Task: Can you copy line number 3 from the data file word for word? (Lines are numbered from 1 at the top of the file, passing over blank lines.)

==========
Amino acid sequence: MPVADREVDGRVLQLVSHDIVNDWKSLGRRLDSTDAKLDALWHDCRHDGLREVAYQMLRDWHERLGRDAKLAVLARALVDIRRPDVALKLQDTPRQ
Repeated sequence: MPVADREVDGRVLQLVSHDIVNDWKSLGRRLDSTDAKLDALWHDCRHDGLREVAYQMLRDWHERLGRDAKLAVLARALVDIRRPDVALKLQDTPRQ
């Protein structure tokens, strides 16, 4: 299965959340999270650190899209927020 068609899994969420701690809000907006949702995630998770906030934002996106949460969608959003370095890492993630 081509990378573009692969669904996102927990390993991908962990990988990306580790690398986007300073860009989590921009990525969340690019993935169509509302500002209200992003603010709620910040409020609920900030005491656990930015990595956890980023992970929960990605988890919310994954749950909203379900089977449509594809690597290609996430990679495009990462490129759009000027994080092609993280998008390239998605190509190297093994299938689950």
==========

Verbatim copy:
């Protein structure tokens, strides 16, 4: 299965959340999270650190899209927020 068609899994969420701690809000907006949702995630998770906030934002996106949460969608959003370095890492993630 081509990378573009692969669904996102927990390993991908962990990988990306580790690398986007300073860009989590921009990525969340690019993935169509509302500002209200992003603010709620910040409020609920900030005491656990930015990595956890980023992970929960990605988890919310994954749950909203379900089977449509594809690597290609996430990679495009990462490129759009000027994080092609993280998008390239998605190509190297093994299938689950």